He went from fully healed to dying and I was laughing so hard at the abnormally good rolls the enemy were having. The wizard, who had been preparing to cast a grease spell into the cavern, had to abandon his efforts and risk dragging the ranger out of sight so his wife could patch him up.

    Pretty sure that counts as one of the moments requested, but not the only time it happened. His paladin had inherited a keep and, once they found the room behind a jail cell, found he had to clear out his basement since random creatures were appearing inside. (the paladin was infused with arcane power due to a DM event, he happened to be the unlucky one that ended it. as a result, he could tap into nexus stones and bind them to his will, as well as perform some other strange abilities when near an “obelisk” as he knew them)

    As the basement apparently had a nexus stone in it, something was using its power to drag beings in for defense or fun, he didn’t know. He was clearing it out when he encountered a locked door in a room. He battered it down (took about 7 attacks). The room on the other side was a corridor, with a locked door at the end. He battered that one down too. Another short corridor was through through that door, with a locked door in the middle of the opposite door and an unlocked door in the same wall. When he found the unlocked door he decided to batter down the locked door because “I don’t like things creeping up behind me.”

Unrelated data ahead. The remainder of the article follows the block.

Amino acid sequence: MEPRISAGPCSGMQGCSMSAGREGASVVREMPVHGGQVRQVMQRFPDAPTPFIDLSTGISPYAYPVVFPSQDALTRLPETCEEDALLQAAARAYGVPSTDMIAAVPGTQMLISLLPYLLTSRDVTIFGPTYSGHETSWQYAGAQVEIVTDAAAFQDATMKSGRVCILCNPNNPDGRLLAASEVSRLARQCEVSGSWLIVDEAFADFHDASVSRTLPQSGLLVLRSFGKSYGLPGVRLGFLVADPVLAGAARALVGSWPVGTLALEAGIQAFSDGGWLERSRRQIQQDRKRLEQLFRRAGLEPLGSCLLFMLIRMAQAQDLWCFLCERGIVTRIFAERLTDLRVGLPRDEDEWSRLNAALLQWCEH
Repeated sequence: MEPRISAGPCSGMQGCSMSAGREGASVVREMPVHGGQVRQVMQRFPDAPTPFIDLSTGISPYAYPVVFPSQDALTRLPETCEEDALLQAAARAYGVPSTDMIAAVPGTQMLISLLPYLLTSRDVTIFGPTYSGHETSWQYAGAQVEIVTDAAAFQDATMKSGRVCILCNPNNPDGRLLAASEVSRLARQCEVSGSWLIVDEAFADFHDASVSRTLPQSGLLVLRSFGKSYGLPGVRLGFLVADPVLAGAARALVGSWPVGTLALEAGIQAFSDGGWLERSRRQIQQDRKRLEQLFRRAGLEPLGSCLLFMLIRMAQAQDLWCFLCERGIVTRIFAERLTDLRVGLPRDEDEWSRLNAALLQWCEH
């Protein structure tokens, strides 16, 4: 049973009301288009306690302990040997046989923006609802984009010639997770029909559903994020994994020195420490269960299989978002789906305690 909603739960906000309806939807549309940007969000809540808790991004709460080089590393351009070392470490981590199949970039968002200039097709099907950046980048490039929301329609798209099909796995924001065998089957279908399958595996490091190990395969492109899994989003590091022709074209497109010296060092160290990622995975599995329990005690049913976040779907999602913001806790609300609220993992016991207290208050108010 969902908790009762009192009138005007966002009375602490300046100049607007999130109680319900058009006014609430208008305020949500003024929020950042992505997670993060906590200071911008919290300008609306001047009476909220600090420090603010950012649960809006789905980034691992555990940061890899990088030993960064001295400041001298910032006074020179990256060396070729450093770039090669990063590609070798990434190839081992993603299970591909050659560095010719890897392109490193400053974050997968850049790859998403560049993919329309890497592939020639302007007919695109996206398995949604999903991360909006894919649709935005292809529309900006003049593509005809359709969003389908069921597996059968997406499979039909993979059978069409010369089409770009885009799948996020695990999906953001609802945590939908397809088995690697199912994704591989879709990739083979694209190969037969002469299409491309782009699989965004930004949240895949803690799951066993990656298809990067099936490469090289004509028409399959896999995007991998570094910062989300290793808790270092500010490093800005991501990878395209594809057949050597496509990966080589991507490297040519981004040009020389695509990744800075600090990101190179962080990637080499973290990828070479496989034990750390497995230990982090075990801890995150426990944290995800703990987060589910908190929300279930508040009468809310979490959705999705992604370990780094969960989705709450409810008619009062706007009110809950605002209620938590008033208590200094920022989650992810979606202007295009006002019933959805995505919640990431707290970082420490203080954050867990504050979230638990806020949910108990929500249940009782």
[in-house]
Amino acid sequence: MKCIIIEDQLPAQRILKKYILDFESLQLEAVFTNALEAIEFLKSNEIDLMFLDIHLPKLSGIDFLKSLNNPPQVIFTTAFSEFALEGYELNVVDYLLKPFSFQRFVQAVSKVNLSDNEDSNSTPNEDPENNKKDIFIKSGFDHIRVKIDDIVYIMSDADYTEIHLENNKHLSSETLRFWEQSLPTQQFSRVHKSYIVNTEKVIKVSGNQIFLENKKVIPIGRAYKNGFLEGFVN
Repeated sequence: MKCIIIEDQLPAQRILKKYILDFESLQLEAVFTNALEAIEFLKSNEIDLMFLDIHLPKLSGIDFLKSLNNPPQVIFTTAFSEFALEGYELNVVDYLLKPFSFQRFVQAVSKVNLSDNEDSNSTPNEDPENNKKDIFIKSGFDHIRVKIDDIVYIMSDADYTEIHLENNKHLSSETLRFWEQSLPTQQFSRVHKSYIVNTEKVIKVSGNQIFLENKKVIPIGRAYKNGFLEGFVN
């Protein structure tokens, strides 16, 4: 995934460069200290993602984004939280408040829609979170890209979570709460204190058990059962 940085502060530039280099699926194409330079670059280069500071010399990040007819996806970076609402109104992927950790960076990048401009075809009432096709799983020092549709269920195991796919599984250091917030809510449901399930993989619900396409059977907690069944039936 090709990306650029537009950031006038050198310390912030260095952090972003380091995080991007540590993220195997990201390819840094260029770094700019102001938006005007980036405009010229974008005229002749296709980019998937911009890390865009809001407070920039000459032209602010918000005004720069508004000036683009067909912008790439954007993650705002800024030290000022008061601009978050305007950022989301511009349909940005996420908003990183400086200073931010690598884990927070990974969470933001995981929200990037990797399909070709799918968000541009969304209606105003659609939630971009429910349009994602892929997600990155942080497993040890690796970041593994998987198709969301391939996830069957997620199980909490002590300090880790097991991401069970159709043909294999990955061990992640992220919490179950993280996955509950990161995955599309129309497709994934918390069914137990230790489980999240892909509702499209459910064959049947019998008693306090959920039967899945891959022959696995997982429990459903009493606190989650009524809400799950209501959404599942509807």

Took him 3 attacks to bash in the door and waiting on the other side were 15 straight-from-the-MM orcs, entrenched behind tables and other furniture, with javelins cocked. He didn’t go down in 1 round like the ranger had, but he looked like the wrong end of an encounter with a giant porcupine. Turns out, the unlocked door led to a corridor with a second unlocked door, leading to the room he’d entered the basement through. If he’d gone that way, the orcs wouldn’t have had time to prepare defenses.

    He loved that adventure, and so did I.

  20. Cindy says:

    Hahaha he spilled my beer. I can relate to that one.